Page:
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Expanding India’s Food Security Net

  • 10 Dec 2022
  • 11 min read

This editorial is based on “Expand the food safety net without any more delay” which was published in The Hindu on 10/12/2022. It talks about Food Security in India and issues related to Public Distribution System coverage.

For Prelims: Green Revolution, Food and Agricultural Organization (FAO), Food Corporation of India (FCI), Fall Armyworm (Pest), Public Distribution System, Biofuels, National Food Security Mission, Rashtriya Krishi Vikas Yojana (RKVY), Integrated Schemes on Oilseeds, Pulses, Palm oil and Maize (ISOPOM), eNAM Portal, One Nation One Ration Card.

For Mains: Current Framework for Food Security in India, Challenges Related to Food Security in India, Recent Government Initiatives Related to Food Security.

The Green Revolution initiated in the late 1960s was a historic watershed that transformed the Food Security situation in India. It tripled food grain production over the next three or four decades and consequently reduced by over 50% both the levels of food insecurity and poverty in the country, this was achieved in spite of the increase in population during the period.

The country succeeded in the laudable task of becoming a food self-sufficient Nation, at least at the macro level. But with rising land degradation, loss of soil fertility and water logging, climate change, and global supply chain disruption (Russia-Ukraine War) giving rise to the challenges faced by the farming community. The fall in ground water levels is adding to the problem.

Therefore, India needs to examine these issues holistically in order to maintain food sustainability.

What is Food Security?

  • The Food and Agricultural Organization (FAO) states that food security emerges when all people at all times have physical and economic access to sufficient, safe and nutritious food to meet their dietary needs and food preferences for an active and healthy life.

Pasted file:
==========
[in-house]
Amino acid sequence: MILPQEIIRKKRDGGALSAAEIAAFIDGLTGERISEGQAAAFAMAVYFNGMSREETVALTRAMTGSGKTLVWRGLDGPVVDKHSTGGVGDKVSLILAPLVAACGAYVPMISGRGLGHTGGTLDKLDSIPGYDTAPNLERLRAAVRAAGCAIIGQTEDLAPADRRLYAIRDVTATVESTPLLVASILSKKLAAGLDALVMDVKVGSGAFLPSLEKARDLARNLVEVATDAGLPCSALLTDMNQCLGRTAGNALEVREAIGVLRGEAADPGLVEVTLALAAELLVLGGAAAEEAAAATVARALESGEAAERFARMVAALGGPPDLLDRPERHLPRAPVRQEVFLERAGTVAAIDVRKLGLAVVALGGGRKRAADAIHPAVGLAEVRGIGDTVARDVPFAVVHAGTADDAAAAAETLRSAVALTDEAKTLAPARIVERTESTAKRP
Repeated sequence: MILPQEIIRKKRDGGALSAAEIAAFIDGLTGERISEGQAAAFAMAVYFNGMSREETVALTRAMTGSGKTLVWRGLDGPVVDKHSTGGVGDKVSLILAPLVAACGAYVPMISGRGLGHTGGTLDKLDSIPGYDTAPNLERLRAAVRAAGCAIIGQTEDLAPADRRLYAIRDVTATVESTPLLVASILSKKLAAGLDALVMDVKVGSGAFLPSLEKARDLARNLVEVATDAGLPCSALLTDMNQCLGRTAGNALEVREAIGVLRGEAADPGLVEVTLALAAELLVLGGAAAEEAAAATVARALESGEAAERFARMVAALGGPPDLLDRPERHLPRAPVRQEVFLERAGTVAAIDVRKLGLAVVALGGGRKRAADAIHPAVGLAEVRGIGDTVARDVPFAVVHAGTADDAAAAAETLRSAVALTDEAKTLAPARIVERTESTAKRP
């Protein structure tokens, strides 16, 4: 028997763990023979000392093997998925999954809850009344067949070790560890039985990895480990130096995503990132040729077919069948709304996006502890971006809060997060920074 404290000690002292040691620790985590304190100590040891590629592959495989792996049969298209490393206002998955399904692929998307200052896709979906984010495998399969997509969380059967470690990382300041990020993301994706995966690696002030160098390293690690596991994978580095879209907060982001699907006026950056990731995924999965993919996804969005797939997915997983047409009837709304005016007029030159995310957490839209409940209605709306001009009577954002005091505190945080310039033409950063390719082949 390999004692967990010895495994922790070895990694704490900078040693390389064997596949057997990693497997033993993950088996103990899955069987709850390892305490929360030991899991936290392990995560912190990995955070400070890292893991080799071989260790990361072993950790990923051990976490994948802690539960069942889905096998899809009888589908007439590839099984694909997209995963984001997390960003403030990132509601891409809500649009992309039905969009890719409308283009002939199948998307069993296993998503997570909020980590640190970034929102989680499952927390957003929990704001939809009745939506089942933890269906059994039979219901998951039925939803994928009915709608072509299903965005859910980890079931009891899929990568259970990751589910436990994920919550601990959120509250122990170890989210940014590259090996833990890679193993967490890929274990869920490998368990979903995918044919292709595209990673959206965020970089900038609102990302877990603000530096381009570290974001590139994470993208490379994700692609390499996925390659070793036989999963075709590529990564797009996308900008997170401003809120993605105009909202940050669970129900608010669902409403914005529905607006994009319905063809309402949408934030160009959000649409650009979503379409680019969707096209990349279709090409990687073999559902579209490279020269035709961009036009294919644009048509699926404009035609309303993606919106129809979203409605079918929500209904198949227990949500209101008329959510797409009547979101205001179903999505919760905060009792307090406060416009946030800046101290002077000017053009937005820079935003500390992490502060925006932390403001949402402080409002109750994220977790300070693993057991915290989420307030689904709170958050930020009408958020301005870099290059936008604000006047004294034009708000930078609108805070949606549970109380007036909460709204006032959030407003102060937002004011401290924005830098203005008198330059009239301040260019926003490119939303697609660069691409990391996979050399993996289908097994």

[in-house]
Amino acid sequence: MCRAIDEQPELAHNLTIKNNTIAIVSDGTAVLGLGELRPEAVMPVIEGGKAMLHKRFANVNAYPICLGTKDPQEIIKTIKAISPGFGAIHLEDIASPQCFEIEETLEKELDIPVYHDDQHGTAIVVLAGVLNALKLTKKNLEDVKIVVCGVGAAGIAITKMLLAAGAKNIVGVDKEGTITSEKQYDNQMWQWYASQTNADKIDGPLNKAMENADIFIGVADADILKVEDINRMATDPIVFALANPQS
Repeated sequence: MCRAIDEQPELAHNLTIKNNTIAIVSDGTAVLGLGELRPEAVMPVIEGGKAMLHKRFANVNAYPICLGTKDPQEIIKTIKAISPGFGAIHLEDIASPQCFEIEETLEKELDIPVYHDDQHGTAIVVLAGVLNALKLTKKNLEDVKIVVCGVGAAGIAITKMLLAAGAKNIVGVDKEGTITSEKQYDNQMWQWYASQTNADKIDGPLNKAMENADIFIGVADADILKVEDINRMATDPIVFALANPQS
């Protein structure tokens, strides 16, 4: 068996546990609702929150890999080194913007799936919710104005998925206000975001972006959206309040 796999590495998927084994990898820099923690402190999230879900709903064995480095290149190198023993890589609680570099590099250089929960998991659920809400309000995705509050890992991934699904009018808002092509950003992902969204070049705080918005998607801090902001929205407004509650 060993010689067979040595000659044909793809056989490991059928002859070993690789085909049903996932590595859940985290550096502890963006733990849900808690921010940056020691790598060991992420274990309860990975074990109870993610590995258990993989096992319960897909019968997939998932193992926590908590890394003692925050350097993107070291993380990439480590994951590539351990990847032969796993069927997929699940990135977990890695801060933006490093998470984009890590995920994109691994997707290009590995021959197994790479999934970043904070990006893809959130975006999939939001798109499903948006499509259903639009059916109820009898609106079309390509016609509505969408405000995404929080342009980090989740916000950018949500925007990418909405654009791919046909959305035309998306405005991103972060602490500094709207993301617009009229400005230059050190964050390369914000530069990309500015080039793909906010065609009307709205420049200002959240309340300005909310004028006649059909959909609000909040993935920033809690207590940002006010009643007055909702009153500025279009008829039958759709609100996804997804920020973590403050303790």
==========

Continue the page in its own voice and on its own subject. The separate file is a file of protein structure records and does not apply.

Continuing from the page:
• Food security has three important and closely related components, which are availability, accessibility and affordability of food.

What is the Current Framework for Food Security in India?

  • Constitutional Provision: Although the Indian Constitution does not explicitly state that food is a fundamental right, Article 21 of the Constitution can be interpreted so that it includes the right to live in dignity, including the right to food and other basic necessities.
  • Buffer Stock: The Food Corporation of India (FCI) has the primary responsibility of procuring food grains at minimum support prices (MSPs) and storing them in its warehouses at various locations for supply to the state governments.
  • Public Distribution System: Under the PDS, presently the commodities namely wheat, rice, sugar and kerosene are being allocated to the States/UTs for distribution.
    • Some States/UTs also distribute additional items of mass consumption through the PDS outlets such as pulses, edible oils, iodized salt, spices, etc.
  • National Food Security Act, 2013 (NFSA): Through the NFSA, food security has shifted from a welfare to a rights-based approach. It covers 75% of the rural population and 50% of the urban population under the following categories:
    • Antyodaya Anna Yojana: It constitutes the poorest-of-the-poor, and is entitled to receive 35 kg of foodgrains per household per month.
    • Priority Households (PHH): Households covered under PHH category are entitled to receive 5 kg of foodgrains per person per month.

What are the Challenges Related to Food Security in India?

  • Menace of Climate Change: United Nations called out climate change, extreme weather events as the key factors driving growing food insecurity.
    • Increased temperatures, weather variability, invasive crops and pests, and more frequent extreme weather events have detrimental effects on farming – from diminishing agricultural yields, to weakening the nutritional quality of produce on farms, to reducing farmer incomes.
  • Pest and Weed Attacks: Over the past 15 years, India has experienced more than 10 major invasive pest and weed attacks.
    • Fall Armyworm (Pest) destroyed nearly all the maize crop in India in 2018, forcing India to import maize in 2019.
    • Rajasthan and Gujarat were also affected by locust attacks in 2020.